Sunday, 14 October 2018

Whatever Works

This 2009 comedy written and directed by Woody Allen stands out for me as one of his more engaging and character-rich films with more one-liners than you can shake a stick at, an intricate plot meandering all over the place with crazy situations and outcomes! You might get the feeling that I like it!

The ageing Woody wisely decided to replace the role he’d historically reserve for himself, placing a substitute in place do ‘be him’. He did this is various films, including Celebrity (Kenneth Branagh), Irrational Man (Joaquin Phoenix), Midnight in Paris (Owen Wilson) and so on. In this case, he secured the services of the very funny and deadpan Larry David. In the UK, we haven’t really had much exposure to David - his writing and acting reserved mainly for American audiences in shows like Sienfeld (which I have still never seen an episode of!), Saturday Night Live (ditto) and Curb Your Enthusiasm (which I have seen, but only since Whatever Works).

He’s a very funny man and has those same miserable, neurotic, cynical, sceptical, nihilistic and pessimistic attributes in his role that Woody himself has made a career out of portraying! David has been very well picked to fill the shoes and delivers beautifully, as if he was the man himself.

The story is about Boris, the middle-aged hypochondriacal misery with suicidal tendencies, broken marriage in his wake, trying to make it through to his funeral without too much pain in a run-down bachelor-pad in Manhattan. He hangs out with a handful of acquaintances at local cafe spots and street corners ruminating on the meaningless of life and existence!

One ordinary night as he heads for home, he stumbles upon a young woman who’s run away from her home in Mississippi, and is desperate for somewhere to stay and get off the street. Unlikely as it seems, Boris takes her in - initially for a cup of tea, but she ends up staying of course. Melody is played very well by Evan Rachel Wood (True Blood, Westworld, Thirteen), making her own acting mark as the naive, uneducated, heavily-accented southerner presenting with charm and a humour of her own. She’s a cute little character who the audience immediately warms to and don't want to see exploited by the likes of the miserable git!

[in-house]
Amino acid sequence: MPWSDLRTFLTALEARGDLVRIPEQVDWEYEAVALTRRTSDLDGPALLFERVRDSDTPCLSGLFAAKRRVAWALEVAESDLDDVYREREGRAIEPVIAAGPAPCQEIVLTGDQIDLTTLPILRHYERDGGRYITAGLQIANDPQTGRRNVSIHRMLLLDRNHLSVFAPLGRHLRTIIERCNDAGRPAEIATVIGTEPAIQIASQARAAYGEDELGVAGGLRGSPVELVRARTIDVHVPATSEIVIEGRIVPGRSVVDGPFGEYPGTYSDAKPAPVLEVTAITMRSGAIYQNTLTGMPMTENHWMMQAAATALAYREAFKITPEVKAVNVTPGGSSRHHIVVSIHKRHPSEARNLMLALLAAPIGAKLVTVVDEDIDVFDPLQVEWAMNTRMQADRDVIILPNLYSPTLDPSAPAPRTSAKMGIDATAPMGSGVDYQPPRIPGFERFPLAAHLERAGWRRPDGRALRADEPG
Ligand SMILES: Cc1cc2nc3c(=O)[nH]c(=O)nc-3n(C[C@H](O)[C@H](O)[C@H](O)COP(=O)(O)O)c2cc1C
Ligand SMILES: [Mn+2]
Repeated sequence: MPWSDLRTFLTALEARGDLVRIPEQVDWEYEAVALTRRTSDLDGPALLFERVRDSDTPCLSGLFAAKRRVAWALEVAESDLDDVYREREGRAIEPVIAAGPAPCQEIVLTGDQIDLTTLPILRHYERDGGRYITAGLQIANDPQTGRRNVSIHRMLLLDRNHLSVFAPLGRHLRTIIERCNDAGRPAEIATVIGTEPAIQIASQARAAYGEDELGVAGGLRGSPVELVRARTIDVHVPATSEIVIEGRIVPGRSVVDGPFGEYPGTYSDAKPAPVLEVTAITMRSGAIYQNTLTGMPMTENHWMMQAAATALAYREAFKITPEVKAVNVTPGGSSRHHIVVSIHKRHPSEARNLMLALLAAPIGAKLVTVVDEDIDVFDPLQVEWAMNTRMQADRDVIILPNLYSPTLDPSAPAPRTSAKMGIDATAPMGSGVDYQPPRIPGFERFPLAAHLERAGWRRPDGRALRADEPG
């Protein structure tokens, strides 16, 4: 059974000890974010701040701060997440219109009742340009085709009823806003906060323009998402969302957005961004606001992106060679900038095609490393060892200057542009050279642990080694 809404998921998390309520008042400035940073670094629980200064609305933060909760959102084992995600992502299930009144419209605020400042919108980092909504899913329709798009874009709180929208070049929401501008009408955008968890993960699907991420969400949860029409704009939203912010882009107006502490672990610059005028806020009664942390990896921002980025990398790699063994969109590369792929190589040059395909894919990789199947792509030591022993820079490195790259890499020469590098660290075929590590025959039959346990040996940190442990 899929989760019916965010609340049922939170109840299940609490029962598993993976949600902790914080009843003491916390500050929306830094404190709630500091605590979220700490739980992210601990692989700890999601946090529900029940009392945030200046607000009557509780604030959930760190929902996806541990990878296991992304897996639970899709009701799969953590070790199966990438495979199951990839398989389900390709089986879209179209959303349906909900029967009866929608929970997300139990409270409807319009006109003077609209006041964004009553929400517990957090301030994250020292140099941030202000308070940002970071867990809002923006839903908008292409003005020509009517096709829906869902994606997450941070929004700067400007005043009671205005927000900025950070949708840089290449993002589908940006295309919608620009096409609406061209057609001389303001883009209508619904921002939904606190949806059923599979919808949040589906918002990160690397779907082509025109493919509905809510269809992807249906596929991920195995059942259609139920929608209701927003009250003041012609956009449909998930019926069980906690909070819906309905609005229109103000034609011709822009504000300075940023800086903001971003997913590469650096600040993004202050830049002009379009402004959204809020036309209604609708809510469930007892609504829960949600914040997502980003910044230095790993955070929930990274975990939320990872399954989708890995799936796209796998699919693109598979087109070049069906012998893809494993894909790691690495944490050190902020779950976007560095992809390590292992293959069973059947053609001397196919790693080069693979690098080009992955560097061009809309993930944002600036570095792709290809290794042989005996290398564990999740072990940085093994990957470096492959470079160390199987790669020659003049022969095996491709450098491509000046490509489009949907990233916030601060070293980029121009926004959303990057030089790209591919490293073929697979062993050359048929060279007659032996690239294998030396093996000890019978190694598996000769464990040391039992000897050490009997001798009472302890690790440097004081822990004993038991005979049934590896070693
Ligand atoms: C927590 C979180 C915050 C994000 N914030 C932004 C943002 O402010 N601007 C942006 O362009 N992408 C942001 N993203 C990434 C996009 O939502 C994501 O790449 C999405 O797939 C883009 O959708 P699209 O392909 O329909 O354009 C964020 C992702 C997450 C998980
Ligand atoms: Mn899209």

However, the longer she stays with him, the more he influences her and she starts to see the world through his eyes. Events unfold and develop as various characters are introduced from her past and their present and Allen gets the chance again to exercise social commentary through humour and bizarre situations in the usual storytelling way, which at times verges on pantomime! It’s all great fun though and if you’re an Allen fan you’ll love this outing.

Allen ensures that David uses the ‘fourth wall’ technique that he himself is a master of, taking it even further in this case - even engaging the other characters in the story with the unseen cinema audience, the other side of the camera. It’s very cleverly done and on a trivial level allows for narration of the story, but on another, a very funny opportunity for glances and quips to us, the exclusive audience ‘on set’ in the same way as Miranda Hart does in Miranda, the BBC Comedy. When it’s done well, it’s fabulous to watch - all about timing, gesture and facial expression.

As always, the direction, sets and atmosphere is executed beautifully, from open spaces to small apartments, art galleries and street scenes. The photography is very interesting, as I’ve said before, enveloping a European style of film-making by delivery and production. He’s good at that and has made a study of European cinema to develop the craft.

It’s a great film, full of rich characters, funny dialogue, ludicrous situations and off-the-wall conclusions. The supporting cast are all very capable including some Allen regulars like Patricia Clarkson (Vicky Cristina Barcelona) and Michael McKean (Curb Your Enthusiasm), injecting their own personality on various roles in the story. Well worth checking out if you get the chance - and for the fan, a must! For more of Larry David in a similar role, go get Curb Your Enthusiasm!

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